Archive for the ‘Aging in Grace’ Category

Nothing like a True Friend

Sunday, September 5th, 2010

A dear friend passed away a few weeks ago. I wrote about Martha in early May (See May 6, 2010). By coincidence, kismet, or simply how things have a way of working out, about the time of Martha’s passing, my octogenarian mom lent me the book, A Walk by the Sea, written by Joan Anderson, known hereafter as ‘the author.’  Mom had received the book from a friend of hers to whom Mom has been a mentor. They are true friends.

The author is a 51-year old woman at a crossroads in her life when she meets Joan Erikson, who with her huband, the psychologist, Erik Erikson, formulated elegant theories of human development. The author met Joan as they each walked on the beach near their homes. Joan, then 91, became a beacon to the author toward how to live the rest of her life.  Joan Erikson’s friendship along with her vibrant outlook and zest for life, helped the author to make bold new choices  and move into a productive, creative tension between action and contemplation. It’s a sweet spot of balance to live into, never to hold.

Martha and I became friends when I was just beginning my professional career as a writer.  She was into her second act as an interior designer. The corporate position she left behind had brought recognition and creative satisfaction. As a prelude to her independent design business, Matha traveled around the world absorbing color, texture, and light.  For the next 37 years, she gave back the color, texture, and light to her clients and to her friends.

Martha was a beacon to me, though as in all friendships, at times, I resisted her wisdom. Long will I draw upon her wisdom and belief in the ‘right idea. as well as knowing when to wait and when to act. But, always, move toward action.

Part of the celebration of a friendship across the generations lies in that the elder can openly receive the younger, not only as a mentee, but as a true friend. The author illuminates this with joy. I am thankful for Martha’s friendship and the lessons of being a friend to her.

“Whew!”

Tuesday, April 6th, 2010

One of my goals with this blog is to examine how we age and how we might age better. My life is a useful laboratory for this pursuit. I’ve begun to notice most of my peers have graying hair, as well as aches and pains. My mom has a birthday this week, her 83rd. She lives near me in her own comfortable apartment in a senior complex. She’s moved from her home, from her community, had to stop driving, and has several non-life threatening but limiting health concerns. It takes some adjustment for this independent, strong-minded, creative woman to adjust to life on a different scale.

She comes to stay at my house a couple times a month for a day or two. On Sunday evening, we returned to her complex about 8:30 pm, after celebrating Easter. There was a steady stream of cars to both entrances at the complex. I commented, almost to myself, “Everybody is bringing Grandma home after Easter.”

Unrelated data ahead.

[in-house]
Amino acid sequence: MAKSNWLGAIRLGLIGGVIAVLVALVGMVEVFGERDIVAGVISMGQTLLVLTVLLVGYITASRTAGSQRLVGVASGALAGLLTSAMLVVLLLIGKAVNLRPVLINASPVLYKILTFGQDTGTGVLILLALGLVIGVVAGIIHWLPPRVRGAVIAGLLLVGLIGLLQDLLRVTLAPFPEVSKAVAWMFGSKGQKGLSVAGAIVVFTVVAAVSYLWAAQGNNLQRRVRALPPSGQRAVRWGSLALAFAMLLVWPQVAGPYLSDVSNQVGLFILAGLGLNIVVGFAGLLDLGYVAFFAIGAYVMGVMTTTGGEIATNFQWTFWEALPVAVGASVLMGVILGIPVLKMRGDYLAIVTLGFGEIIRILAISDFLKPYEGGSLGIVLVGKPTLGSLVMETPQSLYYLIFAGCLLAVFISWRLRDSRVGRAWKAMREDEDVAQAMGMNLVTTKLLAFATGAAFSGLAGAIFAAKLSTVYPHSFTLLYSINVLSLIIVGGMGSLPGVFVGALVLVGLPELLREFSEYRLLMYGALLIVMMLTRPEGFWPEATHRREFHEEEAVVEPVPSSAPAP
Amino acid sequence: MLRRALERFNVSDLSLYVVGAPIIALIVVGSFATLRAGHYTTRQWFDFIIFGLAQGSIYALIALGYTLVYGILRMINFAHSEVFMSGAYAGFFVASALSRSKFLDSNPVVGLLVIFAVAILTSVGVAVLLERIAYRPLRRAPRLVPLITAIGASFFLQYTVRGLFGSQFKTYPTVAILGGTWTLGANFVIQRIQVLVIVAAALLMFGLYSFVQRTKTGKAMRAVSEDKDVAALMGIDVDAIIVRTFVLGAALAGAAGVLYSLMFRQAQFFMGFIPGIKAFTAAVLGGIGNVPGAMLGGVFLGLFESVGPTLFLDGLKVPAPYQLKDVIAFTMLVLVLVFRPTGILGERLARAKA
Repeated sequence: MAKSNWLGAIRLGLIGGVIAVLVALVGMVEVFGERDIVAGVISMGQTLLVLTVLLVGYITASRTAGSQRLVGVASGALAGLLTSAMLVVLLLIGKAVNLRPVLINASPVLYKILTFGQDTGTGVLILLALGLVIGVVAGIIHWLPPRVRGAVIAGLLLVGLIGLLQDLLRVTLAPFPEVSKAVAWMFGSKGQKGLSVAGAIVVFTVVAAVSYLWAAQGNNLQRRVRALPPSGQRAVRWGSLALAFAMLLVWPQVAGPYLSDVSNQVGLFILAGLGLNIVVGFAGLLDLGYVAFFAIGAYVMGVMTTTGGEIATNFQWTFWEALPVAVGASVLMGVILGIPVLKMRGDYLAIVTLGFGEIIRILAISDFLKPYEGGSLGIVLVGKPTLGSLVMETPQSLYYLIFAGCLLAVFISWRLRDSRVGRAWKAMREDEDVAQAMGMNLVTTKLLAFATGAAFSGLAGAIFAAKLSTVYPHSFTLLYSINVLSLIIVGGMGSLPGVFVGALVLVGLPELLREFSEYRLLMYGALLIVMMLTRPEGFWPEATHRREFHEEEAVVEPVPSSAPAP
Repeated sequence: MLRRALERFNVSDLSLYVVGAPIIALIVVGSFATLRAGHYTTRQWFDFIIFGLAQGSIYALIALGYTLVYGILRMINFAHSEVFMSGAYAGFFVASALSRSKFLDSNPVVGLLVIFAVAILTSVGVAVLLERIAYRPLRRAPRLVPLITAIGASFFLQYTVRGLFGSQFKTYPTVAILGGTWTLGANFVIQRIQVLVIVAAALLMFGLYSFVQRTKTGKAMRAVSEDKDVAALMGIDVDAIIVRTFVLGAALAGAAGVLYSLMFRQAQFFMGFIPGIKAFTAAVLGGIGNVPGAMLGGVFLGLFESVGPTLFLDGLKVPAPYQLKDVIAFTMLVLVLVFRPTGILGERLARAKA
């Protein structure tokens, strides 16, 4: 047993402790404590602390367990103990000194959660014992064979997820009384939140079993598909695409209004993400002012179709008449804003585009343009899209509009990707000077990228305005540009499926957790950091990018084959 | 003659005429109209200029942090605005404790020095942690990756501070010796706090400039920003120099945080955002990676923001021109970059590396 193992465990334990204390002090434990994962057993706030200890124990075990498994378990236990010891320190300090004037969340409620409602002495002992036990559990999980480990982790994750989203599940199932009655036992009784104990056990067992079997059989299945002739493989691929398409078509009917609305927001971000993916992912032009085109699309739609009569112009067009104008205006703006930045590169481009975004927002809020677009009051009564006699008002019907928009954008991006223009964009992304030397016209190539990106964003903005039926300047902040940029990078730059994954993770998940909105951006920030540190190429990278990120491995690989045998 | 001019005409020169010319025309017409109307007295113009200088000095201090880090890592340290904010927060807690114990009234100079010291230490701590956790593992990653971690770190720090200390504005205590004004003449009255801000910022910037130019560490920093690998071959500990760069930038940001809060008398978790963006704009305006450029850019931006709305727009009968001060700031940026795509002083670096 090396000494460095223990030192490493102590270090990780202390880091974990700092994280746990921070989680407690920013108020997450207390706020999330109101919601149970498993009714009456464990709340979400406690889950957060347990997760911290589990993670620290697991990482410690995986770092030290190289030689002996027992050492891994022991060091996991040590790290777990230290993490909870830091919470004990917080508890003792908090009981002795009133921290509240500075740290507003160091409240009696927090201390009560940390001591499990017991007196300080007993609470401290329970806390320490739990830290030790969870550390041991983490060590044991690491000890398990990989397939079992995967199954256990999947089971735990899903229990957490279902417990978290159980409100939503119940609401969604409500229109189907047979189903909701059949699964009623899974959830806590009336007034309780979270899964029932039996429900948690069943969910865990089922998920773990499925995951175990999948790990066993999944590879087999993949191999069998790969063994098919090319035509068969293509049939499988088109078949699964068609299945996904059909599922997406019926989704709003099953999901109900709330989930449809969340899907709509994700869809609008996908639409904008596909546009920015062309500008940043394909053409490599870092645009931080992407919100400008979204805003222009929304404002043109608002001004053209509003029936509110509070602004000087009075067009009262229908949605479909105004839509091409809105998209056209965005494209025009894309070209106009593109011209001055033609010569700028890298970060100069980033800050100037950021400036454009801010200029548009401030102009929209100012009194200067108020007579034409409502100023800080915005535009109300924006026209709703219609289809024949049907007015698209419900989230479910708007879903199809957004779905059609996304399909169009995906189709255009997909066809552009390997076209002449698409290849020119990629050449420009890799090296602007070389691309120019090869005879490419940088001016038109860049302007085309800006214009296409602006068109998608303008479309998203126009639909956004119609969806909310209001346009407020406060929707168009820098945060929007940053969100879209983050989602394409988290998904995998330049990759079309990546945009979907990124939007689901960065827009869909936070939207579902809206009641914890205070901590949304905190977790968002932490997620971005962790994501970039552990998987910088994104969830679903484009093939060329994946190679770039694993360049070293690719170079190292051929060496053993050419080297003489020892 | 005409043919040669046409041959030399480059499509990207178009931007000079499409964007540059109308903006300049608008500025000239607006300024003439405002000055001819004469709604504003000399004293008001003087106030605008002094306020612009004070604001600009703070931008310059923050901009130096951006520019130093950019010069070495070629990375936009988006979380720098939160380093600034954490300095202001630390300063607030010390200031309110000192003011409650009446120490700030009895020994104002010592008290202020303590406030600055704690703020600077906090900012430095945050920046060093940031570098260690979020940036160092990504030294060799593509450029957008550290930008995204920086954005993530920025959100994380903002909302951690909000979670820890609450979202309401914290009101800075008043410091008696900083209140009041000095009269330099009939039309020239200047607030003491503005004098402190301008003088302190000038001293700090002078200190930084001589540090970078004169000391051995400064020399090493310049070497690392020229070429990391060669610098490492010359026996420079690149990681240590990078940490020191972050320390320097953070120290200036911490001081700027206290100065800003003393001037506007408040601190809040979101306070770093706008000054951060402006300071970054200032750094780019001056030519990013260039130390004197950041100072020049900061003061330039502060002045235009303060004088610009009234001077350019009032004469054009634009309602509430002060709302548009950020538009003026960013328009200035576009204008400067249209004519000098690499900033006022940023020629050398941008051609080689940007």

Mom riffed without missing a beat and sighed, “Whew!” We laughed together, I ruefully. I often leave her feeling both relieved and wary of what comes next. She remembers her own leave-taking of her aging father, her great aunts, and elder friends.

I pulled up in front of her building, moving ahead a little because a minivan was closing in behind me. An impatient voice called out from the vehicle for me to move ahead. I asked her to wait just a minute while I got the walker and Mom got out of the car and in the clear. Pulling ahead would have taken me to the curb and made Mom’s steps with the walker more difficult.

After I parked the car, the minivan family was unloading their elder.  Mom turned around and waved at the elder woman, a friend of hers who is confined to a wheel chair. May have been a challenging day for that family.

Sometimes we laugh.  Sometimes we snap.

CareCalendar.org: Help for the ‘Q’ Factor

Tuesday, December 15th, 2009

I recently spent some quality time in the health care system. The system came through. Each player being paid did the respective task as promised: the surgeon, the anesthetists, the nurses and aides, the physical therapists, even the guided meditation person who spoke with me just before surgery. No complaints about the insurance company either, though the deductible is insanely high. I did my part by preparing for the process as directed and following instructions afterwards.

The ‘Q’ factor, a variable over which I thought I had least control, turned out to be the care from my friends and family. In theory, it seems obvious, but in fact, I am a rather independent soul who is sometimes under the impression that she is doing many things herself. The implications of needing help with daily life for a while, personal needs, meals, rides to the doctor, left me more than concerned. I just didn’t see how I would manage.

Just when I was resigned to going to a rehab facility for two weeks, my aunt who lives in Washington State offered to come for the surgery and ten days after. I’ve always enjoyed Karen’s company, but it didn’t even occur to me to ask her to come to help me. I was very moved by her offer and accepted.